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Posts Tagged ‘HST/LC’

Voile Quilt Top

This past Friday was one of the craziest I’ve ever experienced. Friday morning we woke up to the news that the suspects in the bombing had engaged in a shoot out with the police about a mile away from our house, and one suspect was on the loose in our neighborhood. Our town was in lockdown, and we were instructed to stay indoors and not to open the door except for a uniformed officer.

Pow Wow Quilt Top

So–if you’re trapped indoors all day with a bunch of nervous energy, what can you do? I decided that THIS was why I buy so much fabric! I had plenty to work on, and managed to finish 3 quilt tops in one day.

HST/LC Quilt Top

When we were finally allowed outdoors, we took Simon to the park to stretch our legs, and while we were there we heard a round of gunfire and rushed home. We learned that the suspect had been cornered and was quickly captured. What relief! People lined the streets of Watertown and cheered for the police as they slowly filed out of town. We are all so happy to have a bit of normalcy restored.

HST/LC Quilt Top on the Minuteman Trail

Pow Wow Quilt Top

The next day I attended the Boston Modern Quilt Guild meeting. I was so happy to be amongst friends, and we needed to brainstorm about what we can do as a guild to respond to the crazy events of the past week.

Boston Quilt Fabric

We’re cooking up an idea and will reveal the details soon, so stay tuned!

Boston Quilt Fabric

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HSTLC tutorial photo

This is a brief tutorial I wrote up for my fellow members of the Love Circle of Do. Good Stitches to use to make this month’s blocks. I was playing around with this idea in a quilt I made recently, but modified it just a bit for a clearer result. These are the colors I used as inspiration for my blocks:

fabric colors for March

These instructions are for making two 12.5-inch blocks.

HSTLC 1

To make these blocks, you need four 7.5-inch squares, and four 7.5-inch log cabin blocks. To make just one 12.5-inch block, you would only need two each of the 7.5-inch squares and 7.5-inch log cabin blocks– but making 2 at once allows for mixing up the prints a bit.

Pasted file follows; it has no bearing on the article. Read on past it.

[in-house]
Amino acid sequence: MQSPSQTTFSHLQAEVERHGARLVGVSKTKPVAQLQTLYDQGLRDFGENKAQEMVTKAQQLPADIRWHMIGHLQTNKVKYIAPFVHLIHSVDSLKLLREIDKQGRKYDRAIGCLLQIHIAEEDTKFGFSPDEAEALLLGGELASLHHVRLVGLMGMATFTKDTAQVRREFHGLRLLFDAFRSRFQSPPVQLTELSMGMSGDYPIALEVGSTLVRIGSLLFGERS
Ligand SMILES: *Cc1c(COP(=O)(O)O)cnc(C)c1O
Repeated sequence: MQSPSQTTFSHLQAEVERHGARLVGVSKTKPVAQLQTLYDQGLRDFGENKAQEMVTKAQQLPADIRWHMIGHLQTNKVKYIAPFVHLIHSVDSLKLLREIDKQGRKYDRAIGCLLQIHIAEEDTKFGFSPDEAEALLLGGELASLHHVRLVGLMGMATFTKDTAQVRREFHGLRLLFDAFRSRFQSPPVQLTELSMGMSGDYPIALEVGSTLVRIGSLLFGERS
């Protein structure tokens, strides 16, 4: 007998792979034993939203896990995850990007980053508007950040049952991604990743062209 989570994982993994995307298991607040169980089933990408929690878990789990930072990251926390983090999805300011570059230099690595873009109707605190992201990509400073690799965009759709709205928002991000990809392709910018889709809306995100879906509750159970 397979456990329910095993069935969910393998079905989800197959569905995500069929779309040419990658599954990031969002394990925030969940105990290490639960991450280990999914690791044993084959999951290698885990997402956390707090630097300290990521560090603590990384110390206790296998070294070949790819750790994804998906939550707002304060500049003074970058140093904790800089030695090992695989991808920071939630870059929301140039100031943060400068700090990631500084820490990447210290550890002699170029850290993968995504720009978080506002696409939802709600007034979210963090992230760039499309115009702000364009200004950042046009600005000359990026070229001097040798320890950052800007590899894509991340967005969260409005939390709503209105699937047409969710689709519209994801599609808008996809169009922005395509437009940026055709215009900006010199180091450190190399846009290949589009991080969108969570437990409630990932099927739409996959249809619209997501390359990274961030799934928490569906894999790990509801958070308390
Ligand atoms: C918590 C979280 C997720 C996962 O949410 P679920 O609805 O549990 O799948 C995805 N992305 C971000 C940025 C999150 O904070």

I used 2 inch wide strips to make the log cabin blocks, which worked well for the size block I was going for. However, you can also vary the width of the “logs” in your log cabin for a more varied look! To start, I cut a number of 2 inch wide strips for making the log cabin blocks.

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To make the log cabin blocks, start with a 2.5 inch square for the center (I just quartered a charm square for this step, but you can also use different fabrics for the centers). Then I added a 2.5 inch by 2 inch strip to both sides of the center square and pressed the seams. Next, I added the other 2 sides, and so on.

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I added 2 rounds to each log cabin block, and ended up with blocks that look like this:

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Once these were done, I trimmed them to 7.5 inch squares.

Next, I took my 7.5 inch blocks (the non-log cabin blocks) and drew a diagonal line down the BACK of the fabric from one point to the opposite. This is the first step in a commonly used technique for making 2 half-square triangles at once.

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Place your log cabin block together with one of the non-log cabin blocks (right sides together). Your drawn line should be facing up.

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Pin these together so they don’t shift while sewing.

Next, sew a quarter-inch seam on EACH side of the line. That means you’ll sew 2 lines down the diagonal of the squares, each a quarter-inch from the center line.

Once you’ve sewn those two lines, return to your cutting mat and cut along the original line you drew.

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This leaves you with two half-square triangle/log cabin blocks! Press the seams open to reduce bulk, and repeat for the remaining blocks. Using a clear ruler and rotary cutter, trim each block to be 6.5 inches square.

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Once you have all your HST/LC blocks made, arrange them in a pattern that is pleasing to your eye. I have been loving all of the crazy HST quilts out there, so I arranged mine somewhat randomly, and that’s what I’ll ask the members of my bee to do, too.

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Sew the 2 pairs of blocks together using a SCANT quarter-inch seam. I find this matters quite a bit when trying to keep the blocks at 12.5 inches when you are done making them– a generous quarter-inch seam will make your blocks end up being a little short of the 12.5 inch mark. Press the seams open, then pin the sets and sew again to make a block that encompasses all of your HST/LC blocks.

There are so many possibilities for this block– you could match up 2 log cabins to make half-square triangles for a scrappier look. You also could use fewer log cabins interspersed in your blocks for a calmer look that still delivers some visual interest. If you look closely, in one of my blocks I used 3 half log cabins, and used a “regular” half square triangle to break things up. There are also a number of other ways that these blocks could be constructed, I simply found this to be the easiest way for me.

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I can’t wait to see what my friends in my sewing circle make, and if you make anything using this tutorial I’d love to see it!

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